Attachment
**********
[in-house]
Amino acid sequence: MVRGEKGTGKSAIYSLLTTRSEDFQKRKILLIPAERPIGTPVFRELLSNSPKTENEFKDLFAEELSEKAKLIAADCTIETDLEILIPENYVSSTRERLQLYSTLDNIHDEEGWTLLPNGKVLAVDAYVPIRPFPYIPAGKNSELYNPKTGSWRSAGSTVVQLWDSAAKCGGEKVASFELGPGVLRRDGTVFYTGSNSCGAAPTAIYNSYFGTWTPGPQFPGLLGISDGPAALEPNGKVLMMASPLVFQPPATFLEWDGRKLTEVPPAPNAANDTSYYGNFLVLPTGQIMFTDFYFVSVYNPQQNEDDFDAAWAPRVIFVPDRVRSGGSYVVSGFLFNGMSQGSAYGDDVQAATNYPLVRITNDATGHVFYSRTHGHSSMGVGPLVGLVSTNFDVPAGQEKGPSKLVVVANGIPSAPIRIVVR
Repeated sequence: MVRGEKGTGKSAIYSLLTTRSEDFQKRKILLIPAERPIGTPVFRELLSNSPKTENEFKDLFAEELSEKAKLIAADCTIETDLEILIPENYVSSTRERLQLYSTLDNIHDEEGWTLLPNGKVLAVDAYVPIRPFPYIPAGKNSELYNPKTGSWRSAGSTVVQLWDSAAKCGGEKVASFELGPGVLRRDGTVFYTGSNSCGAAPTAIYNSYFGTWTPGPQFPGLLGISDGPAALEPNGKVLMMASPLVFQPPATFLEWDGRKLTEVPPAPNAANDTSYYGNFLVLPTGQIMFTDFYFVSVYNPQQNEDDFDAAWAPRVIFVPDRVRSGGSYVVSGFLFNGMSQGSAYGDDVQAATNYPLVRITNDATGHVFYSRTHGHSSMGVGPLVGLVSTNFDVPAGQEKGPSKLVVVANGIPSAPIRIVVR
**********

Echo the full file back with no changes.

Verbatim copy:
[in-house]
Amino acid sequence: MVRGEKGTGKSAIYSLLTTRSEDFQKRKILLIPAERPIGTPVFRELLSNSPKTENEFKDLFAEELSEKAKLIAADCTIETDLEILIPENYVSSTRERLQLYSTLDNIHDEEGWTLLPNGKVLAVDAYVPIRPFPYIPAGKNSELYNPKTGSWRSAGSTVVQLWDSAAKCGGEKVASFELGPGVLRRDGTVFYTGSNSCGAAPTAIYNSYFGTWTPGPQFPGLLGISDGPAALEPNGKVLMMASPLVFQPPATFLEWDGRKLTEVPPAPNAANDTSYYGNFLVLPTGQIMFTDFYFVSVYNPQQNEDDFDAAWAPRVIFVPDRVRSGGSYVVSGFLFNGMSQGSAYGDDVQAATNYPLVRITNDATGHVFYSRTHGHSSMGVGPLVGLVSTNFDVPAGQEKGPSKLVVVANGIPSAPIRIVVR
Repeated sequence: MVRGEKGTGKSAIYSLLTTRSEDFQKRKILLIPAERPIGTPVFRELLSNSPKTENEFKDLFAEELSEKAKLIAADCTIETDLEILIPENYVSSTRERLQLYSTLDNIHDEEGWTLLPNGKVLAVDAYVPIRPFPYIPAGKNSELYNPKTGSWRSAGSTVVQLWDSAAKCGGEKVASFELGPGVLRRDGTVFYTGSNSCGAAPTAIYNSYFGTWTPGPQFPGLLGISDGPAALEPNGKVLMMASPLVFQPPATFLEWDGRKLTEVPPAPNAANDTSYYGNFLVLPTGQIMFTDFYFVSVYNPQQNEDDFDAAWAPRVIFVPDRVRSGGSYVVSGFLFNGMSQGSAYGDDVQAATNYPLVRITNDATGHVFYSRTHGHSSMGVGPLVGLVSTNFDVPAGQEKGPSKLVVVANGIPSAPIRIVVR